Experts feel that through combination and orchestrated roll out aided by greater formalization of hitherto cash economy, and introduction of improved tax system (GST) last year, these smart cities are expected to bring a nationwide rising tide that promises to generate jobs and surpluses to sustain the government’s new bold initiatives and take India on a longer term accelerated economic expansion which alone can bring inclusive growth. Needless to say, this would also boost overall consumption offering opportunities to businesses in various areas.
The SCM has just taken the first step in transforming cities and nation. The country is likely, and must be prepared, to witness whole lot of changes, challenges and opportunities that can be expected from launch of this trillion-dollar initiative. The smart cities in the first target list are in the initial development stage and are defining the concept based on their priority needs and the planned development design. There could be some teething troubles. In a couple of years, some of these would be up on their own legs and ready for a sprint and some prepare for a marathon.
Besides throwing light on emerging opportunities for partnerships with foreign established players for technology and capital requirements, the report also brings out innovative financing options planned by some of the smart cities that are evolving into corporate entities. Some Urban Local Bodies (ULB) are planning massive affordable housing projects on municipal lands to augment additional resources for part-financing Smart City projects. This is systematically aligned with the government’s objective of providing “Housing For All 2022.”
A Smart City means different things to different people and has no particular legal definition but is universally accepted to offer a certain minimum lifestyle amenities, infrastructure and governance system. The concept, therefore, varies from city to city and country to country and depends on the model of development, people engagement, political will and resources to transform. Because of varying demographic and socio-economic influences, a smart city has different connotation in India than Europe, Far East Asia; even within India, there is no one way to rigidly define it. Prime Minister Mr Narendra Modi, while inaugurating the Smart Cities Mission, defined it as “one which is one or two steps ahead of the aspirations of the people.”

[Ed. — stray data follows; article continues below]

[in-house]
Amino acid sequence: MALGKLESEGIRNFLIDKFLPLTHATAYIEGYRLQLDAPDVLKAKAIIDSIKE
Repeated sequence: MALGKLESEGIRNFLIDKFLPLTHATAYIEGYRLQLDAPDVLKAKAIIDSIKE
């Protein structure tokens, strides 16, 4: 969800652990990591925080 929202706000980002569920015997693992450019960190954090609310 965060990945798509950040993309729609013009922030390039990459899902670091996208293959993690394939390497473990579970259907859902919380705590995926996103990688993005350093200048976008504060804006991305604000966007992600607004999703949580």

In the imagination of a city dweller, the picture of a smart city contains a wish list of infrastructure facilities and services that describe her level of aspiration. Planners ideally aim at developing the entire urban eco-system represented by the four pillars of comprehensive development – Institutional, Physical, Social and Economic infrastructure. This can be a long term goal of transformation into a smart nation, cities can work towards developing such comprehensive infrastructure incrementally dynamically adding on layers of smartness. The SCM is designed to narrow the urban-rural gap so that people can be gainfully employed within shorter distances enjoying tech-enabled urban services, slowdown people’s migration thereby leading to convergence between the two.